Stoichiometry and empirical formulae- Conclusion and evaluation
The composition of hydrated crystals is obtained by weighing before and after heating. X, the ratio of moles of water for each mole of copper sulfate, is determined through calculation. It is assumed that when hydrated crystals are heated only the water in the crystal structure is driven off and that no decomposition has occurred.
Mass of anhydrous copper sulfate= 28.780-28.190= 0.590g ±0.002 No. of moles of anhydrous copper sulfate= 0.590/(63.55+32.06+4(16))= 0.0036965mol ± 0.33898%= 0.00370mol ±0.00001 Mass of water= 29.203-28.780= 0.423g ±0.002
No. of moles of water= 0.423/(2(1.01)+16)= 0.02347391787mol ±0.00000846%= 0.023473918mol ±0.000000002 X= 0.0036965/0.02347= 6.349± 0.33898846%= 6.35 ± 0.02
% precision Uncertainty= 0.339%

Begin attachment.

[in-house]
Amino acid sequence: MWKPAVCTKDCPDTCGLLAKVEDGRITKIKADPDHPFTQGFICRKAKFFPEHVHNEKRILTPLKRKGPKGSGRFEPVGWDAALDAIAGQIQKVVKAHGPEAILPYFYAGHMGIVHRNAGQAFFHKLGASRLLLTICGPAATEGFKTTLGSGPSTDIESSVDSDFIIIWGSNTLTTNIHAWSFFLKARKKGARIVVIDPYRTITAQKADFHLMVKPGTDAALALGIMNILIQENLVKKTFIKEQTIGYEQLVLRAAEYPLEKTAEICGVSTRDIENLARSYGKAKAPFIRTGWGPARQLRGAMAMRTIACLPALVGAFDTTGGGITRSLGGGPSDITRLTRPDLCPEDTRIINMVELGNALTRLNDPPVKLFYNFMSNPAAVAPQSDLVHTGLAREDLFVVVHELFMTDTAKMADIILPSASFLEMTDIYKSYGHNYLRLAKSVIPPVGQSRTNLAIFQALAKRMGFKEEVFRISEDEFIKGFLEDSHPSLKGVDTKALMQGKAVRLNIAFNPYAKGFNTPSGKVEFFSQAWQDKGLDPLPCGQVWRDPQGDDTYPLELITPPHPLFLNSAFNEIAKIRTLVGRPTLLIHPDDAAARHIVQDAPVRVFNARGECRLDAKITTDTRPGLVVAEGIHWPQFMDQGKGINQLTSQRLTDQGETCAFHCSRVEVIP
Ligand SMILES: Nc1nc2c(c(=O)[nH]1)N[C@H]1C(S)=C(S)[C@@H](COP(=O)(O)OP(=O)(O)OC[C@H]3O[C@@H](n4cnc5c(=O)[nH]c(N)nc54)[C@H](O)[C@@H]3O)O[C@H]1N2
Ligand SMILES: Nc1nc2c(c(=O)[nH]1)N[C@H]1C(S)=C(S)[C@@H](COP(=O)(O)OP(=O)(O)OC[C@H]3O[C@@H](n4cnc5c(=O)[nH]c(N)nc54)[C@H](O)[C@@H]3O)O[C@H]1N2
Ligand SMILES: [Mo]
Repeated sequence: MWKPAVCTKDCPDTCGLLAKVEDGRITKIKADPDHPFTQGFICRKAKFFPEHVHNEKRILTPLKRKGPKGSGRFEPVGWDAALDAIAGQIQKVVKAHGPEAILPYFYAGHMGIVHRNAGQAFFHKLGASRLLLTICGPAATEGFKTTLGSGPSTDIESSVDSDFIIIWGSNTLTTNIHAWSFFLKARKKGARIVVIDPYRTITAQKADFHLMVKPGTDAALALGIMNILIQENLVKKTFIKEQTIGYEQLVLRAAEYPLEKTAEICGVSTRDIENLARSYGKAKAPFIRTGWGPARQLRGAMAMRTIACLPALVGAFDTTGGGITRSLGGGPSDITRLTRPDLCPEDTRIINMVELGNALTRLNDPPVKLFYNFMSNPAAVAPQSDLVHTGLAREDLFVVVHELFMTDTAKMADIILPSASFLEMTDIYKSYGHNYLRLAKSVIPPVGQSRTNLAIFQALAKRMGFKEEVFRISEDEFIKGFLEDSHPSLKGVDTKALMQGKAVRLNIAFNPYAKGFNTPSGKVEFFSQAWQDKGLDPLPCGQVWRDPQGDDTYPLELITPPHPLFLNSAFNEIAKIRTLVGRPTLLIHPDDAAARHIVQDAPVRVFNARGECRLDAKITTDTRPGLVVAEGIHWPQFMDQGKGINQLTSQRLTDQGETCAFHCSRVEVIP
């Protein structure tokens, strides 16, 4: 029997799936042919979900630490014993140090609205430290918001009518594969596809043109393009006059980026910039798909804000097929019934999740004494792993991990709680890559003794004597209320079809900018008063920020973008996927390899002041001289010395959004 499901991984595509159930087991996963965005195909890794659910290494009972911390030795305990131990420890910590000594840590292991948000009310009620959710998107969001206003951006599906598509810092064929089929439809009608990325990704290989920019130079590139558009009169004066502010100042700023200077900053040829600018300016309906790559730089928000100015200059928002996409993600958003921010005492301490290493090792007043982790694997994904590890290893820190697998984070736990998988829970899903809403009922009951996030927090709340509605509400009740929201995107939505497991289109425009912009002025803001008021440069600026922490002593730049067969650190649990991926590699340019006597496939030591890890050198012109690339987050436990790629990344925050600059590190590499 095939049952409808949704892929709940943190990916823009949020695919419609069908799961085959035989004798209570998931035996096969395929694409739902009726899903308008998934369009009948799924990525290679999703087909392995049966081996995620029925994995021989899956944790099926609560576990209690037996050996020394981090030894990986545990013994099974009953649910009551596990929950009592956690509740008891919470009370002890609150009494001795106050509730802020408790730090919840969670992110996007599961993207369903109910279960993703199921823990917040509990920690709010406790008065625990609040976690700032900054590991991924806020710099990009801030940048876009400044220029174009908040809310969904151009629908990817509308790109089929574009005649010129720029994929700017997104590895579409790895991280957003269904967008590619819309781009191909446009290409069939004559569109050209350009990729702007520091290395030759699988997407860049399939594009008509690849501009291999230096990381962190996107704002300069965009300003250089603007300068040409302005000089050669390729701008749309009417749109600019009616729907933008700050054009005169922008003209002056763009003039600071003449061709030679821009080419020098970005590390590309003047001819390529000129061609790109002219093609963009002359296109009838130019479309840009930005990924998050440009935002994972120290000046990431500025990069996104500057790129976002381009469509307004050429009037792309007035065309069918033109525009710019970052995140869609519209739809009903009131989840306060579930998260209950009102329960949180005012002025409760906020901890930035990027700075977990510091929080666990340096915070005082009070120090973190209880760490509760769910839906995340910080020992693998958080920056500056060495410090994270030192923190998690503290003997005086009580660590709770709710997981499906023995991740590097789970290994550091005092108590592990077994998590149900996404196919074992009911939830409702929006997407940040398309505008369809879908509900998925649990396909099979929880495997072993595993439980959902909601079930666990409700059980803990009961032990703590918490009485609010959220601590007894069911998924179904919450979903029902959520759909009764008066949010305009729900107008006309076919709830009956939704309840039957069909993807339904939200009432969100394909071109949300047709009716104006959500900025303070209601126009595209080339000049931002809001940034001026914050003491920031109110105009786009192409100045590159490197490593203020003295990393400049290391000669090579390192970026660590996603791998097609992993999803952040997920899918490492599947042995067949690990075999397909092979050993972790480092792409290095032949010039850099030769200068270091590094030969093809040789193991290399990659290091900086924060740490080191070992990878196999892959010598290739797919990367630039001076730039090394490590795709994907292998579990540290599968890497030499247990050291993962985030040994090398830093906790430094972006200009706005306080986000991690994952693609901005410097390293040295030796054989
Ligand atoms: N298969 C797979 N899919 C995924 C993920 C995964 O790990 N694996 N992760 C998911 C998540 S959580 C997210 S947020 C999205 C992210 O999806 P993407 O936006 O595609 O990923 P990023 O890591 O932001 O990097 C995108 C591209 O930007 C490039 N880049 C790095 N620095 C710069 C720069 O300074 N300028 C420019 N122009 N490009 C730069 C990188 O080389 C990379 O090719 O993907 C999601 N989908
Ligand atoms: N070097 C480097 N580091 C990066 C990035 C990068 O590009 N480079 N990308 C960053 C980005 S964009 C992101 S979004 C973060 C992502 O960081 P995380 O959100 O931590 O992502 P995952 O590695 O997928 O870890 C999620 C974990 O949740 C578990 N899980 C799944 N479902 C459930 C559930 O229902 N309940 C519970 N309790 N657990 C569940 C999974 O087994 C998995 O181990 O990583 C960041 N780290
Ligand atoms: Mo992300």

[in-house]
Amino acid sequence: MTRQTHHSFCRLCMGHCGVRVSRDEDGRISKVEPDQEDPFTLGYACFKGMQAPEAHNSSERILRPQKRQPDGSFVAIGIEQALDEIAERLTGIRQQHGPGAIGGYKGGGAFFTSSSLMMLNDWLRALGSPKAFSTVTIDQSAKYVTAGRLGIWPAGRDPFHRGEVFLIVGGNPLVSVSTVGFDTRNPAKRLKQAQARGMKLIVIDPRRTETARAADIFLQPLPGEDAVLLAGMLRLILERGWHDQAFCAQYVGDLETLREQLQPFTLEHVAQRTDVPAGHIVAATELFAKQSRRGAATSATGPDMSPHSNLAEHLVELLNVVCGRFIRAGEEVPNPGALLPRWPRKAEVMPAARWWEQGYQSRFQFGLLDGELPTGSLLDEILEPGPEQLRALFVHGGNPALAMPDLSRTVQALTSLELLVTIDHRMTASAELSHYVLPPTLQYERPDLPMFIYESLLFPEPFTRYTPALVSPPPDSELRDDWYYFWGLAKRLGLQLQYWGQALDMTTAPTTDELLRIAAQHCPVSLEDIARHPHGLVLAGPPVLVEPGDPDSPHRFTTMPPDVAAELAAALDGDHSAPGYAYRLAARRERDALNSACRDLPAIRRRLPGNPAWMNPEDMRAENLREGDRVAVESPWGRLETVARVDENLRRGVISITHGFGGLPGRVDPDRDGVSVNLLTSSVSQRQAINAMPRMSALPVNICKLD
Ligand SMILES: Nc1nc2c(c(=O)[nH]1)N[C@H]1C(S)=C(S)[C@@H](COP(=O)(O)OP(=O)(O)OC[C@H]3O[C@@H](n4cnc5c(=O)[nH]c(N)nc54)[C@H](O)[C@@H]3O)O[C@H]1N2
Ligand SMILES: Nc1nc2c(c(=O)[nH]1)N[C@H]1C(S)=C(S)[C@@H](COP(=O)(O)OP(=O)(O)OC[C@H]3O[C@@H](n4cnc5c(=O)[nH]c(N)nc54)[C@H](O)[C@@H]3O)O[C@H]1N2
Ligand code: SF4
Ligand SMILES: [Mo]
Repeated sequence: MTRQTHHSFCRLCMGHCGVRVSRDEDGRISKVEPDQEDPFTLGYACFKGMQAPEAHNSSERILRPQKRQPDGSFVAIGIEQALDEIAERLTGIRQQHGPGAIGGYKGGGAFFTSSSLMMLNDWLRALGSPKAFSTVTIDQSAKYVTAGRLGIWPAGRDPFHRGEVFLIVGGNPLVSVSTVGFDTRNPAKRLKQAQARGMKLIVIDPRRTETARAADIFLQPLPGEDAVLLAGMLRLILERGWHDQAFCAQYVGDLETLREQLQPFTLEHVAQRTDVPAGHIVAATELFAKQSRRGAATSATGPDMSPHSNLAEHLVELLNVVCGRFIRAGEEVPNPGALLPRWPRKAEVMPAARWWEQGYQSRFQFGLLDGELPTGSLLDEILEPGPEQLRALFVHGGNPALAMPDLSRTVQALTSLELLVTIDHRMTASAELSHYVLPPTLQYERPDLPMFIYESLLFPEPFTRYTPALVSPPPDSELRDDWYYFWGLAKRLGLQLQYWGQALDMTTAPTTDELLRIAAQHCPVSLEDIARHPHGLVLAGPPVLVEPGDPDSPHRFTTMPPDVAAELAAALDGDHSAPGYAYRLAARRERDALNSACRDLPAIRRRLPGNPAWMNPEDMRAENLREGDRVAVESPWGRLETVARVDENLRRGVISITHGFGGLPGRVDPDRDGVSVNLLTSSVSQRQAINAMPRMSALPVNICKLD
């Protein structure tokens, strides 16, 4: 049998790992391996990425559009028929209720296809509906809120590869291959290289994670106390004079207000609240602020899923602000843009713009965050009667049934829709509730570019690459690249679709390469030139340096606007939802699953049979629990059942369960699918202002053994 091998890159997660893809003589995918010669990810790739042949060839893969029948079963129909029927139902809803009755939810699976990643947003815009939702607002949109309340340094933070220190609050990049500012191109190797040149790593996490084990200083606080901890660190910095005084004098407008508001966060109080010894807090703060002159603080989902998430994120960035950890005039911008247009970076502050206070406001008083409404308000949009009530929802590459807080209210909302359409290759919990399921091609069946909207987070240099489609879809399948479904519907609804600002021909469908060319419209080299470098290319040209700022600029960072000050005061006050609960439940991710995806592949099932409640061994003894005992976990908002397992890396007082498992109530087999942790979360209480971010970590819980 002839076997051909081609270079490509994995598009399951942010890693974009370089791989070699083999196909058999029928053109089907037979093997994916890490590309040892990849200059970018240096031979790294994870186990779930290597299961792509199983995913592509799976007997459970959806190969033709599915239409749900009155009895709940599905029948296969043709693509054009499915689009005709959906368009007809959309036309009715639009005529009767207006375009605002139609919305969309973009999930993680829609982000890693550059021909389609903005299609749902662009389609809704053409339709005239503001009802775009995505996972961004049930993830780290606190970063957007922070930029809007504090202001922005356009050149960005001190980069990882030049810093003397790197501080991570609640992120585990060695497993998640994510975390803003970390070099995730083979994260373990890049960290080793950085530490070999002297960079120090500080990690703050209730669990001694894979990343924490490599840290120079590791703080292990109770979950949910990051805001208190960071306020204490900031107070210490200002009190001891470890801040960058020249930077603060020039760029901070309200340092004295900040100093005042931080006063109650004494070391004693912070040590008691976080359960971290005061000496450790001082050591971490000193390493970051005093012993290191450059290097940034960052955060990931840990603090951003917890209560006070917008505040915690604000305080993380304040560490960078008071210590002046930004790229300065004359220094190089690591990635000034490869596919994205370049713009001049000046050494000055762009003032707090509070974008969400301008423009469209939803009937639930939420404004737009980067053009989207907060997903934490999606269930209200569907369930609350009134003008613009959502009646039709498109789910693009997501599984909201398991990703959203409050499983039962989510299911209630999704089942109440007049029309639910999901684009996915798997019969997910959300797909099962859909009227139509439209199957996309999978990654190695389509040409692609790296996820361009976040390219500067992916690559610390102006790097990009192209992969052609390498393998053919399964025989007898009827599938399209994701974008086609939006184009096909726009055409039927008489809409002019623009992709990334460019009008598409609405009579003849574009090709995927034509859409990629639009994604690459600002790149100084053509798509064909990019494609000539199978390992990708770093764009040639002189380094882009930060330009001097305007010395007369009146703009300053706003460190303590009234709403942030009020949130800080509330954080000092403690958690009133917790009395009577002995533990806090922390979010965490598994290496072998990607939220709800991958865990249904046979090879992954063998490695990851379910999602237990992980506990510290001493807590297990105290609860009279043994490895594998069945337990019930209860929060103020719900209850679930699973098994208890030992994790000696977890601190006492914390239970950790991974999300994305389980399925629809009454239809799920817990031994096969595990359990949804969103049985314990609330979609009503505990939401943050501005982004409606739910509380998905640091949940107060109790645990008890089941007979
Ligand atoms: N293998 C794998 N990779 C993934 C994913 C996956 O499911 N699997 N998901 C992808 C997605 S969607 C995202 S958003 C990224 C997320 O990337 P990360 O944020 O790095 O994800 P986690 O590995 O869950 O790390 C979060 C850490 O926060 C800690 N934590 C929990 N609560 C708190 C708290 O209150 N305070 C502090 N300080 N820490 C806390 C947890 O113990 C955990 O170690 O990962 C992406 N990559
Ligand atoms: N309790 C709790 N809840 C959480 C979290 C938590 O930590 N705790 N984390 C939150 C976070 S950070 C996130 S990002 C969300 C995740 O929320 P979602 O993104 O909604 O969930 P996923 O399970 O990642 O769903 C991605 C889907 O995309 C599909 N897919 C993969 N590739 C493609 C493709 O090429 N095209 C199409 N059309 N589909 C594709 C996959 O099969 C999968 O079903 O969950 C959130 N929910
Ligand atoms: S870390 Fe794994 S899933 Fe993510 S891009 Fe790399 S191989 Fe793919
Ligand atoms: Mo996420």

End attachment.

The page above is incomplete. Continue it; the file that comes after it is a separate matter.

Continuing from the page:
% Error= (6.349-5)/5×100= 27.0%
Av. % precision uncertainty of class data= 0.317%
% Error= (5.59208-5)/5×100= 11.8%
% uncertainty of mean ratio= 7.96%
Since % uncertainty of mean ratio is higher than the av. % uncertainty, 7.96% is used instead.
The class results are more accurate (5.59) compared to my results (6.35). The class results are not consistent as the range (3.88) and % uncertainty (7.96%) is large. Both readings are precise as the % precision errors are low. The % error (27.0%) of my readings is larger than my % precision uncertainty (0.339%) readings. The % error (11.8%) of the class readings is larger than their % precision uncertainty (7.96%) readings. Thus, systematic and random errors are present in both cases. Most of the class data is noted to be higher than the literature value (5).
The errors that may have caused my and most of the class’s x to be higher are: 1. (Systematic error) The crystals were observed to not flow but stick to each other. The copper sulfate was wet and had more water of crystallization. This is because water may have been absorbed from the atmosphere. Thus the mass of water present in the copper sulfate was...
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